Biblical Response
It is best to address each verse individually in response to the liberal theology. For the sake of space, only the many assumptions and misconception made by the Homosexual theology perspective will be addressed. The first issue brought to the forefront by those who hold to a liberal view is the use of the word נֶפֶשׁ. The word can be translated as soul or person, yet context is the best evidence for choice of translation. It is not always true that every time the word appears all its semantic range is implied. The expression made that the soul of Jonathan was bound with the soul of David is no more erotic than that described in Genesis 44:30-31, where Judah tells Joseph that Jacob’s (his father) soul is bound up with Benjamin’s soul.[28]
Most conservative theologians recognize that David moving into Saul’s house had nothing to do with being closer to Jonathan; in fact, it is more likely the move was a political decision made by Saul. When the text talks about Jonathan removing his outer garment it does not imply he was naked. While it is true ancient near eastern men did not wear underwear, it is well know that they wore many layers of robes. Therefore, it is conceivable that the removal of the outer garment will leave Jonathan wearing an inner garment.[29]
The Biblical description of David and Jonathan kissing each other cannot be filtered through a western lens; in fact, the practice of one male kissing another is still part of Middle Eastern culture. The use of the word גדל in this text has no sexual connotation to imply an erection. The semantic rage of this word has thirty-seven meanings, none of which has a sexual connotation. Moreover, according to Talmudic tradition, the penis is referred to as a small organ, and thus the assumption of an erection is unfounded.[30]
On a final note, the liberal theologians argument that 1 Samuel 18:21 implies Saul recognizes David as his son-in-law through Michal and Jonathan is also unfounded. Ancient Israel had no concept of homosexual marriage, nor did any surrounding culture. Saul was not excited about David’s friendship with Jonathan, and saw it as a threat to his throne. In light of this, the traditional translation is the most plausible.[31]

Ruth & Naomi
The homosexual relationship of Ruth and Naomi was highlighted in The Children are Free: Reexamining the Biblical Evidence on Same-sex Relationshipsby Jeff Miner and John Tyler Connoley. The authors’ state the relationship described in this verse is of a homosexual marriage covenant. The book sold millions of copies, and today many saints are being persuaded by this to be a more tolerant Christianity.
Miner and Connoley begin their exegesis with the question “Can two people of the same sex live in committed, loving relationship with the blessing of God?” The authors’ first premise begins with historical analysis of the life of a woman in the Ancient Near East. A woman in Israel had to rely on her father or her husband for sustenance; therefore, Naomi’s status as a widow was an assurance of poverty. They recognize that the command to take care of the widows and orphans stems from the fact that these were the most vulnerable members of society.[32]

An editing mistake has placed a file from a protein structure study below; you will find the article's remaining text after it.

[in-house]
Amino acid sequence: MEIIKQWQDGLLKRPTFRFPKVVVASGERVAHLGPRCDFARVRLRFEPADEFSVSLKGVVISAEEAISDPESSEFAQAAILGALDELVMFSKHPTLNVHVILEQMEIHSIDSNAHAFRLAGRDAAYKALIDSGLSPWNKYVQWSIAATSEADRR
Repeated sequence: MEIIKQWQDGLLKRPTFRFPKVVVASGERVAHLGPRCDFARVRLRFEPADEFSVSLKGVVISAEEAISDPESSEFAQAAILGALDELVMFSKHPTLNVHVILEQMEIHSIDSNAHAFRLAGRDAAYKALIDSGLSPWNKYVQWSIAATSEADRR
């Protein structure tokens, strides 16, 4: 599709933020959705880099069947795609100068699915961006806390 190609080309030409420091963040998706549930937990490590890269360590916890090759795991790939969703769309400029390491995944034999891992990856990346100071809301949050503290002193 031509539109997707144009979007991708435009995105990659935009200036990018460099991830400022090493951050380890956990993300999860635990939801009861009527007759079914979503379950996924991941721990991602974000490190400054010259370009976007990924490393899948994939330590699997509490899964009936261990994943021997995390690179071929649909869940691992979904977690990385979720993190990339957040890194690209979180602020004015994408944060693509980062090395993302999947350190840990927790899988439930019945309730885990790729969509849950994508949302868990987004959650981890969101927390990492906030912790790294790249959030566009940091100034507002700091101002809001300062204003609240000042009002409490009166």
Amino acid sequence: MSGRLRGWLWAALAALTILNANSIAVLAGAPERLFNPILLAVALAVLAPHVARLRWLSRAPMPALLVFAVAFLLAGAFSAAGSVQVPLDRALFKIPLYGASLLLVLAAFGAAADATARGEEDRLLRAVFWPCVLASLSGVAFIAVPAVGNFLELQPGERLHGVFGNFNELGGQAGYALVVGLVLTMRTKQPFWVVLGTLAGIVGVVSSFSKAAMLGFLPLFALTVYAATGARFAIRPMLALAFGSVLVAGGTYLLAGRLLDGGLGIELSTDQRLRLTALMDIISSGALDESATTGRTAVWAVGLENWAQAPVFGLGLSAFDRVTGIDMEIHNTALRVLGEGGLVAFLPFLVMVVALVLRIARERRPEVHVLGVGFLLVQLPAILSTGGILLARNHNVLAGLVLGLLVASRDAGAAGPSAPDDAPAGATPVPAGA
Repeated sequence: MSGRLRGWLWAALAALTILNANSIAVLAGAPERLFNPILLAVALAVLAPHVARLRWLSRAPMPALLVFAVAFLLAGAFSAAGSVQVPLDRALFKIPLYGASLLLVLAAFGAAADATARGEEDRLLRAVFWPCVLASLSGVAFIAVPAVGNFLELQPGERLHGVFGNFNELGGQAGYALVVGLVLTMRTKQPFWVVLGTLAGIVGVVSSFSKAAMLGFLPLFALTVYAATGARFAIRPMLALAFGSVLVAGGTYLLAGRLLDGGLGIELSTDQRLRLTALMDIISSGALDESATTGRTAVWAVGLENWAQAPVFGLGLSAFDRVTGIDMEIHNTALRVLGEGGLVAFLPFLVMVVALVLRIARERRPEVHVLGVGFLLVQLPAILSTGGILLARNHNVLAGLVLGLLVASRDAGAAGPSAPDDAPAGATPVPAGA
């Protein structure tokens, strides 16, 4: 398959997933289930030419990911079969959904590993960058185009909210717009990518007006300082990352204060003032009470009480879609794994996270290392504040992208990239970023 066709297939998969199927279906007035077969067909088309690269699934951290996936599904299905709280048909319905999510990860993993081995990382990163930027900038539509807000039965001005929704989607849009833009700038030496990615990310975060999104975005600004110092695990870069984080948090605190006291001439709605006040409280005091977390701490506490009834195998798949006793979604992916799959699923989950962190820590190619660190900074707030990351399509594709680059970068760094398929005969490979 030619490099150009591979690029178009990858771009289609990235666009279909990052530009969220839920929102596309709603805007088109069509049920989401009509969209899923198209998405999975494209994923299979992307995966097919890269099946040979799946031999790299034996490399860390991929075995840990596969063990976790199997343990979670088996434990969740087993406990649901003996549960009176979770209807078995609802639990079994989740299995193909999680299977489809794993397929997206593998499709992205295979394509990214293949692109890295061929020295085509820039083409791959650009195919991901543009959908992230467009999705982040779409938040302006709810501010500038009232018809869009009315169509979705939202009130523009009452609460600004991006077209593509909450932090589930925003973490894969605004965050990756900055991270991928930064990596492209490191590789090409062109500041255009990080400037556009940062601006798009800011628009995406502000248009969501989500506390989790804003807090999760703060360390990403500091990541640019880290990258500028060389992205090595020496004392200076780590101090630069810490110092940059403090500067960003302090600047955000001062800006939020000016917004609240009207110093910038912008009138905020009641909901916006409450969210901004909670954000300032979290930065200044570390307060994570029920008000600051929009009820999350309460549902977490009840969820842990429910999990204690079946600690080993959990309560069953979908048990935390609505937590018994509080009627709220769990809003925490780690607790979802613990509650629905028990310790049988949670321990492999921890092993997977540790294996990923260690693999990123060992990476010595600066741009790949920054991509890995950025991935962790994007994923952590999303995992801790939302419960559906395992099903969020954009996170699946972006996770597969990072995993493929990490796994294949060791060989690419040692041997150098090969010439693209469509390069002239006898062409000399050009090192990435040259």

The second premise is drawn from Ruth’s words in verse 17 “Where you die I will die, and there will I be buried. May the Lord do so to me and more also if anything but death parts me from you.” Proponents of this view hold that this level of commitment can only be characterize as love. Ruth willingness to die alongside Naomi is the same level of commitment found in marriage. Some add that the author already hinted at this fact in verse 14 “Then they lifted up their voices and wept again. And Orpah kissed her mother-in-law, but Ruth clung [emphasis mine] to her.”
The Hebrew word daveqah (דָּ֥בְקָה) translated as cling, cleave, stick to, and hold-fast in the English text, is the same root word used in Genesis 2:24 “Therefore a man shall leave his father and his mother and hold fast [emphasis mine] to his wife, and they shall become one flesh.” A verse understood as part of the marriage covenant to which the author is making an allusion.[33] They may add that Naomi and Ruth were lovers, and Ruth’s marriage to Boaz was a matter of convenience, since the text never mentions that Ruth loved Boaz. Furthermore, the book closes with emphasis on Naomi and her grandchild Obed; leaving Boaz completely out of the picture

Biblical Response
The best way to understand the argument posed by liberal theologians is by outlining it into the premises proposed by this exegesis. In essence Miner and Connoley state:  (1) If Ruth had a radical love for Naomi, and (2) the passage uses language of a marriage covenant, then (3) Ruth and Naomi were homosexual lovers. As persuasive as it may seem, there are several fallacies in this line of argument. First, this argument is a non-sequitur; the conclusion does not follow its premise. As it is true of most non-sequiturs it is missing a third premise, which should rewrite the line of argument as: (1) If Ruth had a radical love for Naomi, and (2) the passage uses language of a marriage covenant, and (3) if radical love is indicative of sexual intercourse, then (3) Ruth and Naomi were homosexual lovers.